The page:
We learned mountain clogging, loitered at the general store playing checkers, and hiked the Appalachian trail. Everywhere we turned, we met content and joyful people, a far cry from those who chase after the rags-to-riches American Dream, stumbling up the ladder of success.

I learned more than the school children did. As we met people and explored the area, I was struck by the number of folks who created meaningful lives by a route much different from those seeking prosperity. As grand-daughter of a self-made businessman, this was foreign to me. It changed the way I thought about work, play, goals, and success.

Back at home, I read all the Jack Tales and Grandfather Tales from the library. Later, I purchased those two books as a memento of January, 1978. They remind me of lessons learned in North Carolina.

My time there evolved into a tale of my own that needed to be shared. As I reflected on our visit, I wondered, “What if there was a clash between big-city northern values and southern Appalachian culture?” This led me to write a short story inspired by people we met on our trip. I submitted it the Good Groceries contest. (I think it was called “Good Groceries” because at the time, the $25 prize would buy a bag of groceries.) It won 1st place, published in Calvin’s student magazine.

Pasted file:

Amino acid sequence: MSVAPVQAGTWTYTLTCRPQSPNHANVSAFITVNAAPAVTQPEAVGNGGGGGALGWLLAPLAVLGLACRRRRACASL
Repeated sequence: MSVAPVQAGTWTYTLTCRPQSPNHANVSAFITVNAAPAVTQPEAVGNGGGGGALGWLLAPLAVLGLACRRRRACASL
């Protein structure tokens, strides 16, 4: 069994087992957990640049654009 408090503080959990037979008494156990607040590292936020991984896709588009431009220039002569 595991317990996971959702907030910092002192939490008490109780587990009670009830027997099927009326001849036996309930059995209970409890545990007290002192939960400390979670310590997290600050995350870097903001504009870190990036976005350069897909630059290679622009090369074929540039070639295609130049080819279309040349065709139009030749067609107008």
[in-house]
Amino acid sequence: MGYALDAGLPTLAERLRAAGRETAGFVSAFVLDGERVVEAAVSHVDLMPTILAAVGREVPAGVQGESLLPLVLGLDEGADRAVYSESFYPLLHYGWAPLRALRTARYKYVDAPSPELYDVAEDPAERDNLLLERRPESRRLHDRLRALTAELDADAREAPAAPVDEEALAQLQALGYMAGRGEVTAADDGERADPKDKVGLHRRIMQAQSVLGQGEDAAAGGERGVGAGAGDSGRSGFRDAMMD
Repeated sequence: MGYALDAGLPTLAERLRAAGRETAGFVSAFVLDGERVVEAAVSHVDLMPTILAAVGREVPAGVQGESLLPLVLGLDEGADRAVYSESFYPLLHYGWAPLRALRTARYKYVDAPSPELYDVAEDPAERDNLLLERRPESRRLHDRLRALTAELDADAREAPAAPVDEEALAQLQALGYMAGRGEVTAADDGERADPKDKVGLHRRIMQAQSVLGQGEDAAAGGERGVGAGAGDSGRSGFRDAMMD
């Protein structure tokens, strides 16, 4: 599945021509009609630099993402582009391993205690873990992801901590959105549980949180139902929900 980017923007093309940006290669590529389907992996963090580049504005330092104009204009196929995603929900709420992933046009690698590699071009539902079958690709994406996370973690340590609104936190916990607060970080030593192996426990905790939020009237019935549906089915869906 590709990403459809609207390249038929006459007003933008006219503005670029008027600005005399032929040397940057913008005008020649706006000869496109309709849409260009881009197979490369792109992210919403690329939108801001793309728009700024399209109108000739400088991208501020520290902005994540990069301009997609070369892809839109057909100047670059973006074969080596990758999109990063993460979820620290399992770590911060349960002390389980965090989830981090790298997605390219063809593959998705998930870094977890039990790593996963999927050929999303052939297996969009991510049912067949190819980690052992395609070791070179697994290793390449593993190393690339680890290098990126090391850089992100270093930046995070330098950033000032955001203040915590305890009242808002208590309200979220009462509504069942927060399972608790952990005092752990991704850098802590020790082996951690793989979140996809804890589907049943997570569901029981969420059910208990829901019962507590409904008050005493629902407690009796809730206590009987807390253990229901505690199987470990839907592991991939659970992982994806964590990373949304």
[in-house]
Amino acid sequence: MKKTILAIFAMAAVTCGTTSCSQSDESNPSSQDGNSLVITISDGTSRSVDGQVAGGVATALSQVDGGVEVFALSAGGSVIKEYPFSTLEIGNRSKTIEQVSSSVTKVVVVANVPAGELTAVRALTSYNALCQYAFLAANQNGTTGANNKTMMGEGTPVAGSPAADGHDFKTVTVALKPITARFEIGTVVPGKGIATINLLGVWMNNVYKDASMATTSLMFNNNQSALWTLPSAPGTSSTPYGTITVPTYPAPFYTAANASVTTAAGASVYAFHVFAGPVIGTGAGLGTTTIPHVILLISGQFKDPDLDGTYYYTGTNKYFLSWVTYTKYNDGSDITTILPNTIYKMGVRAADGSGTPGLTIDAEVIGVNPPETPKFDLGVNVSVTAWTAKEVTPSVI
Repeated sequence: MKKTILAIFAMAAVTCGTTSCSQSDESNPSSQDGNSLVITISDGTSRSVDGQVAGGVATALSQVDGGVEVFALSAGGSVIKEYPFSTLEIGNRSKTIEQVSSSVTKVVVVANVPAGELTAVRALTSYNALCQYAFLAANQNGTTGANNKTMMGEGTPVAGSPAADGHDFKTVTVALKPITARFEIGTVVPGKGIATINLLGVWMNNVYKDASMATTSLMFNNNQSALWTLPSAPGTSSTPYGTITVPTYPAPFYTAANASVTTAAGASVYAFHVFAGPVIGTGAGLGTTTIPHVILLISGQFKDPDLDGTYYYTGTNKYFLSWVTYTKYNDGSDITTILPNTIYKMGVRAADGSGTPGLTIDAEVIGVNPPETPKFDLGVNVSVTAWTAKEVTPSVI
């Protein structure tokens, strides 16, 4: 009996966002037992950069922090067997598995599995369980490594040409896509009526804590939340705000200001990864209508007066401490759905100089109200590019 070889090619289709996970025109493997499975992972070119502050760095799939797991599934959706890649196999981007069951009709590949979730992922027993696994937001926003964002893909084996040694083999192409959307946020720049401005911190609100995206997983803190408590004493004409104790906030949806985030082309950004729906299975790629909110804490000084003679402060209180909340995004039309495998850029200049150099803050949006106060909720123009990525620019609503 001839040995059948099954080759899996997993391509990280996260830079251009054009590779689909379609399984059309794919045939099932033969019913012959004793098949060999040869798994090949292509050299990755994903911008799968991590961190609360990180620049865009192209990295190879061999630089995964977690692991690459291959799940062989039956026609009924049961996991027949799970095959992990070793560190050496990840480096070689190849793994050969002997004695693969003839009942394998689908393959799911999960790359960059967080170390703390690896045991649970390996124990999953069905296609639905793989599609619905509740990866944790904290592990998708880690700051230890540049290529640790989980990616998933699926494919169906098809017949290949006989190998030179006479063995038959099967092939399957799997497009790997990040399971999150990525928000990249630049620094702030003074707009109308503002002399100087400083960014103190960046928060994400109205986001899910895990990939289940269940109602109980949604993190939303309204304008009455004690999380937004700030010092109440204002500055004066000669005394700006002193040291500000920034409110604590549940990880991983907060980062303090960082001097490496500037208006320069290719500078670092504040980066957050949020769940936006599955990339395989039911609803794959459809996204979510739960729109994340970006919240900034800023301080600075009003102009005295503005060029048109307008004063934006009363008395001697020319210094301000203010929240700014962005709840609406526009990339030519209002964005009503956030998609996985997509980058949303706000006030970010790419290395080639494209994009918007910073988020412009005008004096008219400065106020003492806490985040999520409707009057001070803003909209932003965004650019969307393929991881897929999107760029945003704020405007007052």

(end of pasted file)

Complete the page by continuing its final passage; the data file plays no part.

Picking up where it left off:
**********************
Even after I tucked the story away, memories of the people
and their Appalachian hills stayed with me through the years,
beckoning me to revisit their towns and hollows,
daring me to dig deeper into their lives.

***********************
Five years later, I read it again. Dissatisfied with it as a short story, I determined it could be a good novel.